Francis McCarty -- the original version of this article misspelled his last name as "McCarthy" -- used a high-frequency spark for his audio transmissions, which wasn't too practical for high quality sound. But this young genius never got the chance to perfect his ideas, for he died fewer than three years later. For more information about Francis McCarty's short life, see John F. Schneider's Francis McCarty, Early San Francisco Radio Experimenter.
New York Times, November 30, 1903, page 1:
BOY'S TALE OF INVENTION.
F. J. McCarty of San Francisco Claims Success in Wireless Telephoning.
Special to The New York Times.
SAN FRANCISCO, Nov. 29.--Francis J. McCarty, a fifteen-year-old boy of this city, has, it is asserted, invented a system of wireless telephoning which he has tested and found practicable for sending messages four miles.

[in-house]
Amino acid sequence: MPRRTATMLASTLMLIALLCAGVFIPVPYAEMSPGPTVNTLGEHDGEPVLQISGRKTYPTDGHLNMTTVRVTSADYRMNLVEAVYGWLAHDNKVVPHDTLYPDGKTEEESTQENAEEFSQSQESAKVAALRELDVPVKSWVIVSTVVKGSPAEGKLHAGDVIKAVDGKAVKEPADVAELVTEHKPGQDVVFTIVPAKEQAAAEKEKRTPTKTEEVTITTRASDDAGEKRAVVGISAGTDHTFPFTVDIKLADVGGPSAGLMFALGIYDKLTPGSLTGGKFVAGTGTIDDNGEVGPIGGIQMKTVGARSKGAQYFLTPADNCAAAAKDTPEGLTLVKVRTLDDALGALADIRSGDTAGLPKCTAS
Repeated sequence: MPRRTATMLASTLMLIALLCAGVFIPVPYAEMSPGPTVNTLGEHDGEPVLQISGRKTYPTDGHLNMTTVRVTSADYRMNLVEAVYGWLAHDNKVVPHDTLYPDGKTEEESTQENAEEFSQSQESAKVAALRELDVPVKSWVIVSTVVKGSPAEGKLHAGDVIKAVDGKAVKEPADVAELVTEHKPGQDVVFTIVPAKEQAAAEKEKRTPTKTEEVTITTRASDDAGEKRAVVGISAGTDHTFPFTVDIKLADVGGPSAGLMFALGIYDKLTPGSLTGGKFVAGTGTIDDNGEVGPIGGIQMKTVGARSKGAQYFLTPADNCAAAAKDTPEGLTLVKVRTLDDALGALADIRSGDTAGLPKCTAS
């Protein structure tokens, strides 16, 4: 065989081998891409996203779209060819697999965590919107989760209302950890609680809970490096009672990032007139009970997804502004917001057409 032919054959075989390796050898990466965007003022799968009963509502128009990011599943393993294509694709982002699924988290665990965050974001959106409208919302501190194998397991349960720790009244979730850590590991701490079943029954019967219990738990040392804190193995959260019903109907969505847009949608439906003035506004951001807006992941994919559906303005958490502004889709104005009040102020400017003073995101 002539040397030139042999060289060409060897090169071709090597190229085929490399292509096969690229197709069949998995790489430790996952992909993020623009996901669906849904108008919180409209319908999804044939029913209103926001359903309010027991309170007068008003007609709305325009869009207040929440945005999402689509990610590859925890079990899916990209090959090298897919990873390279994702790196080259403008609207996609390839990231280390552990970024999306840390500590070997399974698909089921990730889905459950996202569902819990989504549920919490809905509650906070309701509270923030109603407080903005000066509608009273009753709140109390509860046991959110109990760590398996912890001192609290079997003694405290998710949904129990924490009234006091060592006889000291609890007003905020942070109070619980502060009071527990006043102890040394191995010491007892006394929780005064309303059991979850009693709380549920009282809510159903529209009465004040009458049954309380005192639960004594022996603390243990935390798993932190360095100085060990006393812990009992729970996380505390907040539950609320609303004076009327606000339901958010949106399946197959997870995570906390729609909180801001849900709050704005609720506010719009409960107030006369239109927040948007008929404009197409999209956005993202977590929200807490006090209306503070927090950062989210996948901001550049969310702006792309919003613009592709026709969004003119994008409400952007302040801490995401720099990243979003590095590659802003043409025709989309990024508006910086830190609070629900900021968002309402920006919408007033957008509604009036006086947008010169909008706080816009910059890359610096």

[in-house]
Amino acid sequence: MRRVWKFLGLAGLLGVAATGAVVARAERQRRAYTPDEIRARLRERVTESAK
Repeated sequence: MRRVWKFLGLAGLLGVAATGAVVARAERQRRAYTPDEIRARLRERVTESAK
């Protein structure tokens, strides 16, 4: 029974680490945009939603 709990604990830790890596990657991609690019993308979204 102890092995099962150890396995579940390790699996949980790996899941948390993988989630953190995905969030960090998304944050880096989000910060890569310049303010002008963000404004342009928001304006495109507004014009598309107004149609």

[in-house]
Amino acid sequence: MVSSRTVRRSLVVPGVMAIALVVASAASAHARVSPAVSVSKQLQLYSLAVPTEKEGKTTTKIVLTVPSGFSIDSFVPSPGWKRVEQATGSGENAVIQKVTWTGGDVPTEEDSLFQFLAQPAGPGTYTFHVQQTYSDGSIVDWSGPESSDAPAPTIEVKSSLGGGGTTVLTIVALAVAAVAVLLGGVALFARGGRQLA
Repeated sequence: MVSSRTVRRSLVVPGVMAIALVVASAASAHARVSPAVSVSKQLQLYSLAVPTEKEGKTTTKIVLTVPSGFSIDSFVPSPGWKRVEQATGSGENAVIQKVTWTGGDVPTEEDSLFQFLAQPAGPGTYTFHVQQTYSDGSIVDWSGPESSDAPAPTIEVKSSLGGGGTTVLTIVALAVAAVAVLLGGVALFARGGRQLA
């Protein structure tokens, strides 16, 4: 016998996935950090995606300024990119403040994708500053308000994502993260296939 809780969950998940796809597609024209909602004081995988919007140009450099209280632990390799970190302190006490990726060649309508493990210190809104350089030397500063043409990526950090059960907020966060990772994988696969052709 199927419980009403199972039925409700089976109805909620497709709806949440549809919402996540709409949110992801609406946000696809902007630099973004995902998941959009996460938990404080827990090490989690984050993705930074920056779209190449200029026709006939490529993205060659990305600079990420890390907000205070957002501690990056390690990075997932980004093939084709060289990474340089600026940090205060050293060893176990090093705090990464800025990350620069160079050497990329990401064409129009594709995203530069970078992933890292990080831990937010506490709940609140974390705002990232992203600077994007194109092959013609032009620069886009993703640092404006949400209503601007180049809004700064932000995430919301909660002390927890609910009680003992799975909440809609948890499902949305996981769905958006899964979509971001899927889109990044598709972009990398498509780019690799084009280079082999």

When thirteen years old McCarty entered a dry goods house as a clerk, and his employer helped him to buy books and to make electrical experiments. He first, it is stated, began developing the wireless telephone in his own home, and recently he raised a thirty-foot pole on top of his house, and by the aid of another pole four miles away he set up communication. He says:
"I used the Hertzian wave principle as a basis for my investigations, and the fact that I have telephoned over four miles proves that my theory is correct."